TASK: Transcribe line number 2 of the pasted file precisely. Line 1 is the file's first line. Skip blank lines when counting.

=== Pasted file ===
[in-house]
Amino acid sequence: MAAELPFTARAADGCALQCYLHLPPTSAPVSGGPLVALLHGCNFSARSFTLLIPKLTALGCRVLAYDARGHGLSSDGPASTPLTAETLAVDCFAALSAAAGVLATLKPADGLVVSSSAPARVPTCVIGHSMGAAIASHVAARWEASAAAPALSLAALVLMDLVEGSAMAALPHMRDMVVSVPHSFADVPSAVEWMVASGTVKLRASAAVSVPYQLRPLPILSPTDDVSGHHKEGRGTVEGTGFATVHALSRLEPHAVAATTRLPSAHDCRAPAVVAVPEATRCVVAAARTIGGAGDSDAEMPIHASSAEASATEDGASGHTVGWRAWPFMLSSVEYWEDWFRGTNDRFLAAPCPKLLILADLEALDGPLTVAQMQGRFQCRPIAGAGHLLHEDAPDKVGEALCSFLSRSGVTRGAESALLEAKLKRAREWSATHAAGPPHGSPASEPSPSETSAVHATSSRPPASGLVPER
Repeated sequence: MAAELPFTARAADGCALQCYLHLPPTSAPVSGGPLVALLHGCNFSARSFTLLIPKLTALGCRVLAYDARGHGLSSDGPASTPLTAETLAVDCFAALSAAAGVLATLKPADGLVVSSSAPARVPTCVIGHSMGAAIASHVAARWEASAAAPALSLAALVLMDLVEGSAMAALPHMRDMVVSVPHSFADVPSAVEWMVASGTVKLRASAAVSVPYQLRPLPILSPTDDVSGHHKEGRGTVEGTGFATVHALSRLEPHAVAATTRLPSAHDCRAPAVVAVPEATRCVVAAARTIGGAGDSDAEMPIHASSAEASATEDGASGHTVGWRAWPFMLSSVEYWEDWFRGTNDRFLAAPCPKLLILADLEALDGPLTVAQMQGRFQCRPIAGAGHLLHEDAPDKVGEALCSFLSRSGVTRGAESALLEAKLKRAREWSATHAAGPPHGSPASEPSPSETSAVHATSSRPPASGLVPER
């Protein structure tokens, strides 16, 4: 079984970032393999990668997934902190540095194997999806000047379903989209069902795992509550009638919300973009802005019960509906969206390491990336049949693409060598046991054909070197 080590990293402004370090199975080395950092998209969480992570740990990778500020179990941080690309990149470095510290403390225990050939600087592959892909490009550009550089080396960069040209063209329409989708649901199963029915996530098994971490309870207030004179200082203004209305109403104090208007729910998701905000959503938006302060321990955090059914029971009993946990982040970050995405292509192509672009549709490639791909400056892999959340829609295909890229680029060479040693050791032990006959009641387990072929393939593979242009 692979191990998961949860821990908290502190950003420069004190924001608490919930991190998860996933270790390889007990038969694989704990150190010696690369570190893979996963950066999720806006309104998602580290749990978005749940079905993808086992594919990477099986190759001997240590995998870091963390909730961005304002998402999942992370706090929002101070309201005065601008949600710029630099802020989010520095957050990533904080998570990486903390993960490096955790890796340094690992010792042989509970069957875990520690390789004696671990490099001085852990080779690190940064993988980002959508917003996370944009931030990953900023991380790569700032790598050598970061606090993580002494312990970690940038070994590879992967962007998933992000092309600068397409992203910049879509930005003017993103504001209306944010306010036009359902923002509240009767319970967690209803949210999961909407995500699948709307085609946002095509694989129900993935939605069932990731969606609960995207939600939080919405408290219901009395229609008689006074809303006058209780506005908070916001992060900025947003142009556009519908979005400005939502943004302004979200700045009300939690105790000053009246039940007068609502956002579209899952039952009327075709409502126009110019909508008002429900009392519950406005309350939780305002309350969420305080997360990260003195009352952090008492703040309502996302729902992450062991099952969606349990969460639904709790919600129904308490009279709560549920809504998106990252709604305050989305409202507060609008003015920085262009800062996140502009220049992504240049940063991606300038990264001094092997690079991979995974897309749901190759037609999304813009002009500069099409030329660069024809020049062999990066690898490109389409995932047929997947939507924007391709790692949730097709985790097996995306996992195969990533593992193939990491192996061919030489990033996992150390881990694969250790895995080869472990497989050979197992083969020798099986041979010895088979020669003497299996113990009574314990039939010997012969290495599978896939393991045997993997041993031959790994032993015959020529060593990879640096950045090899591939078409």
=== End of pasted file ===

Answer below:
Amino acid sequence: MAAELPFTARAADGCALQCYLHLPPTSAPVSGGPLVALLHGCNFSARSFTLLIPKLTALGCRVLAYDARGHGLSSDGPASTPLTAETLAVDCFAALSAAAGVLATLKPADGLVVSSSAPARVPTCVIGHSMGAAIASHVAARWEASAAAPALSLAALVLMDLVEGSAMAALPHMRDMVVSVPHSFADVPSAVEWMVASGTVKLRASAAVSVPYQLRPLPILSPTDDVSGHHKEGRGTVEGTGFATVHALSRLEPHAVAATTRLPSAHDCRAPAVVAVPEATRCVVAAARTIGGAGDSDAEMPIHASSAEASATEDGASGHTVGWRAWPFMLSSVEYWEDWFRGTNDRFLAAPCPKLLILADLEALDGPLTVAQMQGRFQCRPIAGAGHLLHEDAPDKVGEALCSFLSRSGVTRGAESALLEAKLKRAREWSATHAAGPPHGSPASEPSPSETSAVHATSSRPPASGLVPER